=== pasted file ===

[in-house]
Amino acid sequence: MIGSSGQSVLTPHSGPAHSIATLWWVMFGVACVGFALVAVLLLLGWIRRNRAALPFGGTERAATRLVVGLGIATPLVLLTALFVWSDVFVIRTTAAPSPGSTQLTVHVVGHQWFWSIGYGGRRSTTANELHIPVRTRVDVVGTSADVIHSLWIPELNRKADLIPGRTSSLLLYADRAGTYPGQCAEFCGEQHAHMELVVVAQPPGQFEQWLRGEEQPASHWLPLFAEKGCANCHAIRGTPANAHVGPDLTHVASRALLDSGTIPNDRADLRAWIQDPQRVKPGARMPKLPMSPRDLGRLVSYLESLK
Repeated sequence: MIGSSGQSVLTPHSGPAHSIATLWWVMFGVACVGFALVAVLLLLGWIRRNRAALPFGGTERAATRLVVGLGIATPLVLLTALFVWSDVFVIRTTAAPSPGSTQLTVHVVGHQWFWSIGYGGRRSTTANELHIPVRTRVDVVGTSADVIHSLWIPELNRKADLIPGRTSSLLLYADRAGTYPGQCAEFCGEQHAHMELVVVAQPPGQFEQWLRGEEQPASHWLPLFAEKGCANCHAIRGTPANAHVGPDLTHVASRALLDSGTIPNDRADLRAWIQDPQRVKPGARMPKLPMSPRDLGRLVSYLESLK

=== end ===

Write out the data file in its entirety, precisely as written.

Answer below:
[in-house]
Amino acid sequence: MIGSSGQSVLTPHSGPAHSIATLWWVMFGVACVGFALVAVLLLLGWIRRNRAALPFGGTERAATRLVVGLGIATPLVLLTALFVWSDVFVIRTTAAPSPGSTQLTVHVVGHQWFWSIGYGGRRSTTANELHIPVRTRVDVVGTSADVIHSLWIPELNRKADLIPGRTSSLLLYADRAGTYPGQCAEFCGEQHAHMELVVVAQPPGQFEQWLRGEEQPASHWLPLFAEKGCANCHAIRGTPANAHVGPDLTHVASRALLDSGTIPNDRADLRAWIQDPQRVKPGARMPKLPMSPRDLGRLVSYLESLK
Repeated sequence: MIGSSGQSVLTPHSGPAHSIATLWWVMFGVACVGFALVAVLLLLGWIRRNRAALPFGGTERAATRLVVGLGIATPLVLLTALFVWSDVFVIRTTAAPSPGSTQLTVHVVGHQWFWSIGYGGRRSTTANELHIPVRTRVDVVGTSADVIHSLWIPELNRKADLIPGRTSSLLLYADRAGTYPGQCAEFCGEQHAHMELVVVAQPPGQFEQWLRGEEQPASHWLPLFAEKGCANCHAIRGTPANAHVGPDLTHVASRALLDSGTIPNDRADLRAWIQDPQRVKPGARMPKLPMSPRDLGRLVSYLESLK